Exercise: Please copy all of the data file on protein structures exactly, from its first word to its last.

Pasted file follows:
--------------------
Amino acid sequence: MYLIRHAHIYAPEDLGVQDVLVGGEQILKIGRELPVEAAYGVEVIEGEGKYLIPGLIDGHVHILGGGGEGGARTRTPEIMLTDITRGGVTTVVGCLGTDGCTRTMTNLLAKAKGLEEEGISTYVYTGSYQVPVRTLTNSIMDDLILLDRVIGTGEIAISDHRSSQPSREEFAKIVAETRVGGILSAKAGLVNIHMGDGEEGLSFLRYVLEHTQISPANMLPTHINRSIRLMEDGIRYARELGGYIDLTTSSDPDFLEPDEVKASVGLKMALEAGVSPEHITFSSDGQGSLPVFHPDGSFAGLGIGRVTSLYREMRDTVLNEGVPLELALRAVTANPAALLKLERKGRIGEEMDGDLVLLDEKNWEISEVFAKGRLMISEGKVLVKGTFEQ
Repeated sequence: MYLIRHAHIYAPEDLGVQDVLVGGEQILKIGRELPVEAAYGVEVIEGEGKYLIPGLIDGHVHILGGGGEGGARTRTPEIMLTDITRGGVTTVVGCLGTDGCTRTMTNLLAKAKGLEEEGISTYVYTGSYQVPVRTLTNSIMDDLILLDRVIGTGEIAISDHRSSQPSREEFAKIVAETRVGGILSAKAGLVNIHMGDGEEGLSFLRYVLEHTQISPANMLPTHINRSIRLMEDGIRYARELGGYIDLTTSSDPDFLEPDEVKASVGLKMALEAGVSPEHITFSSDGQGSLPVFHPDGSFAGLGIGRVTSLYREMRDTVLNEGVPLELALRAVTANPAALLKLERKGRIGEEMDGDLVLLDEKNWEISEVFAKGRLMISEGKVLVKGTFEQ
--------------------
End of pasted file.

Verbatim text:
Amino acid sequence: MYLIRHAHIYAPEDLGVQDVLVGGEQILKIGRELPVEAAYGVEVIEGEGKYLIPGLIDGHVHILGGGGEGGARTRTPEIMLTDITRGGVTTVVGCLGTDGCTRTMTNLLAKAKGLEEEGISTYVYTGSYQVPVRTLTNSIMDDLILLDRVIGTGEIAISDHRSSQPSREEFAKIVAETRVGGILSAKAGLVNIHMGDGEEGLSFLRYVLEHTQISPANMLPTHINRSIRLMEDGIRYARELGGYIDLTTSSDPDFLEPDEVKASVGLKMALEAGVSPEHITFSSDGQGSLPVFHPDGSFAGLGIGRVTSLYREMRDTVLNEGVPLELALRAVTANPAALLKLERKGRIGEEMDGDLVLLDEKNWEISEVFAKGRLMISEGKVLVKGTFEQ
Repeated sequence: MYLIRHAHIYAPEDLGVQDVLVGGEQILKIGRELPVEAAYGVEVIEGEGKYLIPGLIDGHVHILGGGGEGGARTRTPEIMLTDITRGGVTTVVGCLGTDGCTRTMTNLLAKAKGLEEEGISTYVYTGSYQVPVRTLTNSIMDDLILLDRVIGTGEIAISDHRSSQPSREEFAKIVAETRVGGILSAKAGLVNIHMGDGEEGLSFLRYVLEHTQISPANMLPTHINRSIRLMEDGIRYARELGGYIDLTTSSDPDFLEPDEVKASVGLKMALEAGVSPEHITFSSDGQGSLPVFHPDGSFAGLGIGRVTSLYREMRDTVLNEGVPLELALRAVTANPAALLKLERKGRIGEEMDGDLVLLDEKNWEISEVFAKGRLMISEGKVLVKGTFEQ